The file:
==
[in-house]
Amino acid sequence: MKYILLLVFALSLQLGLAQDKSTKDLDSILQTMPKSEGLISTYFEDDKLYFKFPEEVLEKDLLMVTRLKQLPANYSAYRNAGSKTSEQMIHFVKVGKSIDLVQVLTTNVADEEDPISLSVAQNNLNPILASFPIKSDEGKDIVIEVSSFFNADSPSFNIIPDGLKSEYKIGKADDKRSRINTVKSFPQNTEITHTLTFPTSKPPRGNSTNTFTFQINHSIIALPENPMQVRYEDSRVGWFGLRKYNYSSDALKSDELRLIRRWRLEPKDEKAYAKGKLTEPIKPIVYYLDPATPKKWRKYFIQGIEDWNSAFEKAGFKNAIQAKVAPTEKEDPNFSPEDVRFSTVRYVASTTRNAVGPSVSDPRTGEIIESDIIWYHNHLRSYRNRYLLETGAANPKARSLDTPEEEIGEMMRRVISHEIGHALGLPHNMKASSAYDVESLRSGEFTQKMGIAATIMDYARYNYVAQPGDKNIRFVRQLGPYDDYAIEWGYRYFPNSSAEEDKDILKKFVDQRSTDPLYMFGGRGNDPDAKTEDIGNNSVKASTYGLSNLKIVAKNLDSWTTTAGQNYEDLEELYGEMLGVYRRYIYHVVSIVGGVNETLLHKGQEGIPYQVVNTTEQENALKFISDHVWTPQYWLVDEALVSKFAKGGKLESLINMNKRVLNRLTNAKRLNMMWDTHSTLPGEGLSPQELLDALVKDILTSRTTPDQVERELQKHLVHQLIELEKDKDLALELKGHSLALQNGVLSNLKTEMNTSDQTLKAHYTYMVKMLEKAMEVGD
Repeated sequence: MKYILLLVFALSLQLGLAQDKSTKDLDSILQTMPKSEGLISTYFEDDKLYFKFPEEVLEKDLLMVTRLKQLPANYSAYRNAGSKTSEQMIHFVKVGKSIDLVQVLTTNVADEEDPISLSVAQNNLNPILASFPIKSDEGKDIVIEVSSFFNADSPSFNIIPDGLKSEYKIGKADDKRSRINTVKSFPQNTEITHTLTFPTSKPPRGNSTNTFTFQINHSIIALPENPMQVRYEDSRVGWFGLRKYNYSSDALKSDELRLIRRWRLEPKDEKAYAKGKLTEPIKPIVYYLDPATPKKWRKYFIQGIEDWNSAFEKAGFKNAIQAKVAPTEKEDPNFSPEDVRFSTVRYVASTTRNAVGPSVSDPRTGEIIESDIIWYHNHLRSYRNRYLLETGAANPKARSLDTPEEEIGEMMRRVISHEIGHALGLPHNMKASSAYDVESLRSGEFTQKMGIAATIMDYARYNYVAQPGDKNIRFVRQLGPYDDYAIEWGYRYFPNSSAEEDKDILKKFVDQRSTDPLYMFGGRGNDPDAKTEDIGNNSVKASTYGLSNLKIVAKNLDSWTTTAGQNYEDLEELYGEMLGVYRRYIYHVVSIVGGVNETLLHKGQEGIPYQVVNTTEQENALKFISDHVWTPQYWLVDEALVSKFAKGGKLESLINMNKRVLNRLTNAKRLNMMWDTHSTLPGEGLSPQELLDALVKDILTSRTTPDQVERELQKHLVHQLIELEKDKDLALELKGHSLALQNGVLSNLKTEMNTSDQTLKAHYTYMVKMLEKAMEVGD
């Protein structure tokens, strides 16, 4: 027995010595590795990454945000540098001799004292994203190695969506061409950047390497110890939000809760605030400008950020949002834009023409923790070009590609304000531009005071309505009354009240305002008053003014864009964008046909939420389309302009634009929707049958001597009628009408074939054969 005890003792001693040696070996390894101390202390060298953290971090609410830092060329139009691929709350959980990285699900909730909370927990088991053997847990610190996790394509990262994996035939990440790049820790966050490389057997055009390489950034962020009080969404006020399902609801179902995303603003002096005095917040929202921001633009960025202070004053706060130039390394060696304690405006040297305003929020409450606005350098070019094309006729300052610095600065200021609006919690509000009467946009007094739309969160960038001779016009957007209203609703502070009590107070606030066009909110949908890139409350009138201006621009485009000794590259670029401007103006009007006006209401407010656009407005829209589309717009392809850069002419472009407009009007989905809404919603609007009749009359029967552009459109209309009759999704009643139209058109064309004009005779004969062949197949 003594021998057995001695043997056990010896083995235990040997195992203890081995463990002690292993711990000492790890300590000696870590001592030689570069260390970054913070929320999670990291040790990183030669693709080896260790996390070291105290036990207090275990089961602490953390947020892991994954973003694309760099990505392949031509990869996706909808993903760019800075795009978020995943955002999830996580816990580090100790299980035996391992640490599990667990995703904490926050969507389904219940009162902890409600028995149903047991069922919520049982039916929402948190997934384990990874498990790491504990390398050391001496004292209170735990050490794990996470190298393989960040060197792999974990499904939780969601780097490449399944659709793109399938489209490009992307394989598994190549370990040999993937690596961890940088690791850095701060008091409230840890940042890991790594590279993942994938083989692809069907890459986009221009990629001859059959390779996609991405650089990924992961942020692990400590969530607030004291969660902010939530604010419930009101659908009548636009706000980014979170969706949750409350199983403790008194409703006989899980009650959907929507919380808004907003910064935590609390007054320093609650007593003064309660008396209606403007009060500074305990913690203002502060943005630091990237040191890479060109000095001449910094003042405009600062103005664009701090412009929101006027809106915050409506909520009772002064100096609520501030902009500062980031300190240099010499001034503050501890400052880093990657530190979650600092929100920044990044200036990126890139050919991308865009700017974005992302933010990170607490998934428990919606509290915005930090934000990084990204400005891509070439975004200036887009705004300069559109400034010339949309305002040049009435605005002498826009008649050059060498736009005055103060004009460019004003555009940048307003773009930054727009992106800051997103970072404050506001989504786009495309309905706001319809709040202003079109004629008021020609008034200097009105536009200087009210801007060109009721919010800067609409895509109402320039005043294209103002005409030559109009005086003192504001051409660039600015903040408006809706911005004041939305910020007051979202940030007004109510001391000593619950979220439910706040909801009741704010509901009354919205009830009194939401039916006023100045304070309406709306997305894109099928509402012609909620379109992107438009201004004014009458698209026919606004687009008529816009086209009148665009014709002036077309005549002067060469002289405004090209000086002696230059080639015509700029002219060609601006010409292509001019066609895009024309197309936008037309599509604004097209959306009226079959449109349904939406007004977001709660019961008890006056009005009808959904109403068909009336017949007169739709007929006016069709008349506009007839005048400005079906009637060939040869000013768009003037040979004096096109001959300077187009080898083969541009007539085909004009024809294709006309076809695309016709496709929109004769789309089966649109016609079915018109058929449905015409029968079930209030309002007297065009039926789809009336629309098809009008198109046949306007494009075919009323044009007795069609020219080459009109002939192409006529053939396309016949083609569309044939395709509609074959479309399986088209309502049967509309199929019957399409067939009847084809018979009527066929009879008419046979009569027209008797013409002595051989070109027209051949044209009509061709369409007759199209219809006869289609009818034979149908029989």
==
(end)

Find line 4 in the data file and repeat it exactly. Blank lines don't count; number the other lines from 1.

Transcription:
């Protein structure tokens, strides 16, 4: 027995010595590795990454945000540098001799004292994203190695969506061409950047390497110890939000809760605030400008950020949002834009023409923790070009590609304000531009005071309505009354009240305002008053003014864009964008046909939420389309302009634009929707049958001597009628009408074939054969 005890003792001693040696070996390894101390202390060298953290971090609410830092060329139009691929709350959980990285699900909730909370927990088991053997847990610190996790394509990262994996035939990440790049820790966050490389057997055009390489950034962020009080969404006020399902609801179902995303603003002096005095917040929202921001633009960025202070004053706060130039390394060696304690405006040297305003929020409450606005350098070019094309006729300052610095600065200021609006919690509000009467946009007094739309969160960038001779016009957007209203609703502070009590107070606030066009909110949908890139409350009138201006621009485009000794590259670029401007103006009007006006209401407010656009407005829209589309717009392809850069002419472009407009009007989905809404919603609007009749009359029967552009459109209309009759999704009643139209058109064309004009005779004969062949197949 003594021998057995001695043997056990010896083995235990040997195992203890081995463990002690292993711990000492790890300590000696870590001592030689570069260390970054913070929320999670990291040790990183030669693709080896260790996390070291105290036990207090275990089961602490953390947020892991994954973003694309760099990505392949031509990869996706909808993903760019800075795009978020995943955002999830996580816990580090100790299980035996391992640490599990667990995703904490926050969507389904219940009162902890409600028995149903047991069922919520049982039916929402948190997934384990990874498990790491504990390398050391001496004292209170735990050490794990996470190298393989960040060197792999974990499904939780969601780097490449399944659709793109399938489209490009992307394989598994190549370990040999993937690596961890940088690791850095701060008091409230840890940042890991790594590279993942994938083989692809069907890459986009221009990629001859059959390779996609991405650089990924992961942020692990400590969530607030004291969660902010939530604010419930009101659908009548636009706000980014979170969706949750409350199983403790008194409703006989899980009650959907929507919380808004907003910064935590609390007054320093609650007593003064309660008396209606403007009060500074305990913690203002502060943005630091990237040191890479060109000095001449910094003042405009600062103005664009701090412009929101006027809106915050409506909520009772002064100096609520501030902009500062980031300190240099010499001034503050501890400052880093990657530190979650600092929100920044990044200036990126890139050919991308865009700017974005992302933010990170607490998934428990919606509290915005930090934000990084990204400005891509070439975004200036887009705004300069559109400034010339949309305002040049009435605005002498826009008649050059060498736009005055103060004009460019004003555009940048307003773009930054727009992106800051997103970072404050506001989504786009495309309905706001319809709040202003079109004629008021020609008034200097009105536009200087009210801007060109009721919010800067609409895509109402320039005043294209103002005409030559109009005086003192504001051409660039600015903040408006809706911005004041939305910020007051979202940030007004109510001391000593619950979220439910706040909801009741704010509901009354919205009830009194939401039916006023100045304070309406709306997305894109099928509402012609909620379109992107438009201004004014009458698209026919606004687009008529816009086209009148665009014709002036077309005549002067060469002289405004090209000086002696230059080639015509700029002219060609601006010409292509001019066609895009024309197309936008037309599509604004097209959306009226079959449109349904939406007004977001709660019961008890006056009005009808959904109403068909009336017949007169739709007929006016069709008349506009007839005048400005079906009637060939040869000013768009003037040979004096096109001959300077187009080898083969541009007539085909004009024809294709006309076809695309016709496709929109004769789309089966649109016609079915018109058929449905015409029968079930209030309002007297065009039926789809009336629309098809009008198109046949306007494009075919009323044009007795069609020219080459009109002939192409006529053939396309016949083609569309044939395709509609074959479309399986088209309502049967509309199929019957399409067939009847084809018979009527066929009879008419046979009569027209008797013409002595051989070109027209051949044209009509061709369409007759199209219809006869289609009818034979149908029989």